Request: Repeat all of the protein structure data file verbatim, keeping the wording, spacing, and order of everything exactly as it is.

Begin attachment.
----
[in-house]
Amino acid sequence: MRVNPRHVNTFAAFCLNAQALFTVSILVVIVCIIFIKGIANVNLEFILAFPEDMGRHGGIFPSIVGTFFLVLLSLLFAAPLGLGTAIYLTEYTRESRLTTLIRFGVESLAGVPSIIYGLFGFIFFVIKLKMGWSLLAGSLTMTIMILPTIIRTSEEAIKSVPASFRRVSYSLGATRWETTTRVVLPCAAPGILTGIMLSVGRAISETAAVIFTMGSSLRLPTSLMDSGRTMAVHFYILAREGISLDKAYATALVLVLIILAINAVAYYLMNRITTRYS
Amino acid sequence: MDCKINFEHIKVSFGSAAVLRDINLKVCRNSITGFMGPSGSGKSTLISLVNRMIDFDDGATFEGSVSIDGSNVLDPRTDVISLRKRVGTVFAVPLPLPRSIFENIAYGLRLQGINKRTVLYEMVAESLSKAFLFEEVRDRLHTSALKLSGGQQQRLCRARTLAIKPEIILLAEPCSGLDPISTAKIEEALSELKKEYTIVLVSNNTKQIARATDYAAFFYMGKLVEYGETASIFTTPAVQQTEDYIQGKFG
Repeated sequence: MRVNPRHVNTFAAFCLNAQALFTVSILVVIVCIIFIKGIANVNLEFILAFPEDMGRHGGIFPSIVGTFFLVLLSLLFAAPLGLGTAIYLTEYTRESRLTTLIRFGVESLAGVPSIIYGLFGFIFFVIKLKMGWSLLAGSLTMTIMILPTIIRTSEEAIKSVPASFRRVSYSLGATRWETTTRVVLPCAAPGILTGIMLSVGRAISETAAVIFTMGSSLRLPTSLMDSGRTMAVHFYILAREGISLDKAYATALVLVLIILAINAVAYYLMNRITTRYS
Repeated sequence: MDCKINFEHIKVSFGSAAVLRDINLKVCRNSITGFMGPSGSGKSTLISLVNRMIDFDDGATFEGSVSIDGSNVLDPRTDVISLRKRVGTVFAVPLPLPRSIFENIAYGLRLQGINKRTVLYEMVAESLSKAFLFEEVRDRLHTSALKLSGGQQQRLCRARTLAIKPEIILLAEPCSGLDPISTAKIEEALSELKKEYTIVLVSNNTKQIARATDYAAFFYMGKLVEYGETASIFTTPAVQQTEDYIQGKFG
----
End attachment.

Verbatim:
[in-house]
Amino acid sequence: MRVNPRHVNTFAAFCLNAQALFTVSILVVIVCIIFIKGIANVNLEFILAFPEDMGRHGGIFPSIVGTFFLVLLSLLFAAPLGLGTAIYLTEYTRESRLTTLIRFGVESLAGVPSIIYGLFGFIFFVIKLKMGWSLLAGSLTMTIMILPTIIRTSEEAIKSVPASFRRVSYSLGATRWETTTRVVLPCAAPGILTGIMLSVGRAISETAAVIFTMGSSLRLPTSLMDSGRTMAVHFYILAREGISLDKAYATALVLVLIILAINAVAYYLMNRITTRYS
Amino acid sequence: MDCKINFEHIKVSFGSAAVLRDINLKVCRNSITGFMGPSGSGKSTLISLVNRMIDFDDGATFEGSVSIDGSNVLDPRTDVISLRKRVGTVFAVPLPLPRSIFENIAYGLRLQGINKRTVLYEMVAESLSKAFLFEEVRDRLHTSALKLSGGQQQRLCRARTLAIKPEIILLAEPCSGLDPISTAKIEEALSELKKEYTIVLVSNNTKQIARATDYAAFFYMGKLVEYGETASIFTTPAVQQTEDYIQGKFG
Repeated sequence: MRVNPRHVNTFAAFCLNAQALFTVSILVVIVCIIFIKGIANVNLEFILAFPEDMGRHGGIFPSIVGTFFLVLLSLLFAAPLGLGTAIYLTEYTRESRLTTLIRFGVESLAGVPSIIYGLFGFIFFVIKLKMGWSLLAGSLTMTIMILPTIIRTSEEAIKSVPASFRRVSYSLGATRWETTTRVVLPCAAPGILTGIMLSVGRAISETAAVIFTMGSSLRLPTSLMDSGRTMAVHFYILAREGISLDKAYATALVLVLIILAINAVAYYLMNRITTRYS
Repeated sequence: MDCKINFEHIKVSFGSAAVLRDINLKVCRNSITGFMGPSGSGKSTLISLVNRMIDFDDGATFEGSVSIDGSNVLDPRTDVISLRKRVGTVFAVPLPLPRSIFENIAYGLRLQGINKRTVLYEMVAESLSKAFLFEEVRDRLHTSALKLSGGQQQRLCRARTLAIKPEIILLAEPCSGLDPISTAKIEEALSELKKEYTIVLVSNNTKQIARATDYAAFFYMGKLVEYGETASIFTTPAVQQTEDYIQGKFG